Today Vernonware is found in antique stores, at estate sales and, if you're lucky, at the occasional garage sale of someone who got stuck with Grandma's things and doesn't know diddly about dishes. It's not as widely recognized as Bauer and Fiesta pottery from the same era, and you won't see reproductions of it in those retro-diners serving up nouveau meatloaf.

It's usually less expensive than other old pottery too. You can get Vernonware dinner plates for $5 and the more common casserole dishes and platters for $35 to $45.

No matter. Vernonware collectors are loyal, forever smitten by its artistry, sunny Western colors, French-country influence, hand-painted designs and romantic old California look.

"I think it's a lot more unique [than other period pottery]. I just see Vernon as something a little more interesting, a little more varied," says collector Judi Thompson of Anaheim. "It was really, really ahead of its time."

Thompson credits the company's artists for that. The company employed many popular artists of the time, most notably Don Blanding, known for his romantic Hawaiian art and writing, and Rockwell Kent, an artist of the social realist school known for everything from his public-works murals to an illustrated edition of "Moby Dick."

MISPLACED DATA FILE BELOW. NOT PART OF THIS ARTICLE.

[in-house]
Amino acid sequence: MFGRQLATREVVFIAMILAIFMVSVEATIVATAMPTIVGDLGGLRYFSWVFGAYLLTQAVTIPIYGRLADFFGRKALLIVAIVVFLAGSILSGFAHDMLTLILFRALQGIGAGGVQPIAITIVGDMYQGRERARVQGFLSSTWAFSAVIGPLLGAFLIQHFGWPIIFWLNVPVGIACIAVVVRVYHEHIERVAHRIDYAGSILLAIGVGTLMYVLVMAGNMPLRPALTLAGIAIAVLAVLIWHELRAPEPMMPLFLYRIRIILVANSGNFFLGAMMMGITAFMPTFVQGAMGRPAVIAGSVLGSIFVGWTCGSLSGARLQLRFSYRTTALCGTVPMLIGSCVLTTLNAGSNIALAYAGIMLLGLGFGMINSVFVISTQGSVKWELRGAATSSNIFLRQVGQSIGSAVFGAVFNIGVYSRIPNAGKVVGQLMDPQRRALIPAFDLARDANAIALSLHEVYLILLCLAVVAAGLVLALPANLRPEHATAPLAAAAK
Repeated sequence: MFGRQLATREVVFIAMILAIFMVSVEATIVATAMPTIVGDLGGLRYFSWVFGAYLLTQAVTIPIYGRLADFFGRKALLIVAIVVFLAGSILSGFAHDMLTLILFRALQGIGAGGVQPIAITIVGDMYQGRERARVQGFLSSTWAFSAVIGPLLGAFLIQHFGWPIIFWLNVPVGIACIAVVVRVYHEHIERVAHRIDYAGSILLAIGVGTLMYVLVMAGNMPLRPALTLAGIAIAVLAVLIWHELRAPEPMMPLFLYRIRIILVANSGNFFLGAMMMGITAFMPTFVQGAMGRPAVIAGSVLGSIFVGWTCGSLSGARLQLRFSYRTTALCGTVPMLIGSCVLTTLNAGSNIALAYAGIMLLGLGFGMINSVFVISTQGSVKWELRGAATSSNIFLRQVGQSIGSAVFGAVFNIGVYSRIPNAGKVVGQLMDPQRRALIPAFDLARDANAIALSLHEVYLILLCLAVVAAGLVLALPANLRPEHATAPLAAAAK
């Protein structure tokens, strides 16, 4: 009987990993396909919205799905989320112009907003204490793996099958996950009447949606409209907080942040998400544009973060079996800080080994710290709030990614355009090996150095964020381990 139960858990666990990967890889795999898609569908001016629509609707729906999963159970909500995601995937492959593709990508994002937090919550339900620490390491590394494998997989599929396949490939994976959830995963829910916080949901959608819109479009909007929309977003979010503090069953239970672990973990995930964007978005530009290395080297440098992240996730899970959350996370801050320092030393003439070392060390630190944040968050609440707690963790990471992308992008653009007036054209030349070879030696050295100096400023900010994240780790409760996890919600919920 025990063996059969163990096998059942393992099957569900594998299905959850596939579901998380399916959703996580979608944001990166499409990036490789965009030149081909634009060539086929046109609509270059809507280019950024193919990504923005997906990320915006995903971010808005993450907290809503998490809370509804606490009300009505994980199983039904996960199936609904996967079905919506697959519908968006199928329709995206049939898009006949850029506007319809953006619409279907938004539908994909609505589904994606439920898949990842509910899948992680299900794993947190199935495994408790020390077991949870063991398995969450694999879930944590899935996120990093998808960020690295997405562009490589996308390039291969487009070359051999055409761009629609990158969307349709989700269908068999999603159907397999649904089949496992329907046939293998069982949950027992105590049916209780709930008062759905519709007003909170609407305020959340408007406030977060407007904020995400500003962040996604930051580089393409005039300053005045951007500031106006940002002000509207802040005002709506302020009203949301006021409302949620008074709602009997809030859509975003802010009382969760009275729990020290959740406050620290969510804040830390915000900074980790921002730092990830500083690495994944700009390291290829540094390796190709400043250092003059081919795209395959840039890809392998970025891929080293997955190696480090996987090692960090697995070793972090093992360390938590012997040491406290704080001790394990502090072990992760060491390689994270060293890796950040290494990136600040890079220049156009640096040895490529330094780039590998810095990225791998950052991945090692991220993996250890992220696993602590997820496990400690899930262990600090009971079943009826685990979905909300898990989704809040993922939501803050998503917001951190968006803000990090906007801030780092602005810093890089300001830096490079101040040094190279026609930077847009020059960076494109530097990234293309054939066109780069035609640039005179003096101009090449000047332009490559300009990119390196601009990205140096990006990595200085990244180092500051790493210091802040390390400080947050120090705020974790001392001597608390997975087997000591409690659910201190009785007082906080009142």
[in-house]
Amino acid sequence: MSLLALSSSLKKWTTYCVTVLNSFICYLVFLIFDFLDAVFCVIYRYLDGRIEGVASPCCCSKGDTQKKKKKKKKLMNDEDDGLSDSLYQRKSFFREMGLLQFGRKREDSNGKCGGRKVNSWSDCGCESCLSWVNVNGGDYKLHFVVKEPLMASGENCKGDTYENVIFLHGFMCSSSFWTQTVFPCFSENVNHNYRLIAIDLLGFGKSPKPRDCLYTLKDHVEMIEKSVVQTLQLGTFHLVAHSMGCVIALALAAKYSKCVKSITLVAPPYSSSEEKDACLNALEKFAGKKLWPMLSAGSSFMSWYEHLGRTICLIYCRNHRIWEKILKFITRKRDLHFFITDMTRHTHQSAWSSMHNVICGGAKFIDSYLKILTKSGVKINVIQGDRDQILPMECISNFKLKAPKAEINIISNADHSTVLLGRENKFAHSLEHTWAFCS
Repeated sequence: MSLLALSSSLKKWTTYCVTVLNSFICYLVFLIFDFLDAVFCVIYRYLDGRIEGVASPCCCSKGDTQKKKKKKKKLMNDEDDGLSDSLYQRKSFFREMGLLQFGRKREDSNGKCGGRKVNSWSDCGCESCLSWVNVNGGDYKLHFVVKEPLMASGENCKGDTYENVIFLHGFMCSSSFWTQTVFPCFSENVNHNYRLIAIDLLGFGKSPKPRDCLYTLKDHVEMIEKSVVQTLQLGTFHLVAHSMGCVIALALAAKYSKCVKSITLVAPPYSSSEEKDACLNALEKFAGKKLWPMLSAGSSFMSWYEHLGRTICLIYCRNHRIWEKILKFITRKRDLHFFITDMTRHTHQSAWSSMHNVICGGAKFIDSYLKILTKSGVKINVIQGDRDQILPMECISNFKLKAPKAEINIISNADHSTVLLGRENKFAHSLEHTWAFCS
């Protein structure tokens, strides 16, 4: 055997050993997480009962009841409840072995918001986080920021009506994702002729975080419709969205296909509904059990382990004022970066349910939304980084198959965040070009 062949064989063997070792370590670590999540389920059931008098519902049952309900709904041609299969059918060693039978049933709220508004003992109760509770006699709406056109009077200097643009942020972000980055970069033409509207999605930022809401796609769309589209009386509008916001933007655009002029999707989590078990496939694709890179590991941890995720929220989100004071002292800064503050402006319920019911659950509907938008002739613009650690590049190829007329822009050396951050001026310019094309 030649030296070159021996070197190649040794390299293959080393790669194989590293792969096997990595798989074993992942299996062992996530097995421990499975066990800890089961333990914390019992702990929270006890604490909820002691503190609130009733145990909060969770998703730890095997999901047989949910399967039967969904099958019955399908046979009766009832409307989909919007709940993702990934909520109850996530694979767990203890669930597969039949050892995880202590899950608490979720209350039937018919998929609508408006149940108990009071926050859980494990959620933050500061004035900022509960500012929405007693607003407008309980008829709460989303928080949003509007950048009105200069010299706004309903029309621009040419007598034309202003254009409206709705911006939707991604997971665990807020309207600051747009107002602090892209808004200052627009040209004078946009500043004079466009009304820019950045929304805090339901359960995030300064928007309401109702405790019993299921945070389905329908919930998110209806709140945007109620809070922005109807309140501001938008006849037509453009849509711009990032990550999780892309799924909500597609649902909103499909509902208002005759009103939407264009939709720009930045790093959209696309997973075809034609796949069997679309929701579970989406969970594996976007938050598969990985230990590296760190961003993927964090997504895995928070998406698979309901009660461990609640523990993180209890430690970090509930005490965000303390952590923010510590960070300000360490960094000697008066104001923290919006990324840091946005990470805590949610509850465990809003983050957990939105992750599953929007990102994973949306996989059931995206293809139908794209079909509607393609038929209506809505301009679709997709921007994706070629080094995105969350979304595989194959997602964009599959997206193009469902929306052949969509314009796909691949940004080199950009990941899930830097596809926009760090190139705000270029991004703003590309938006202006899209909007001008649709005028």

These artists and others created unique fine pottery, from Art Deco vases to animated figurines commemorating a strange new movie called "Fantasia." The Holy Grail of Vernonware is anything from the Salamina series, a striking dinnerware design created by Kent that was adapted from his best-selling book by the same name.

Salamina was Kent's housekeeper in Greenland, where he went to paint for a time. Apparently she was pretty darn inspiring. They are lovely pieces, the ones you'll usually see behind the glass at antique stores.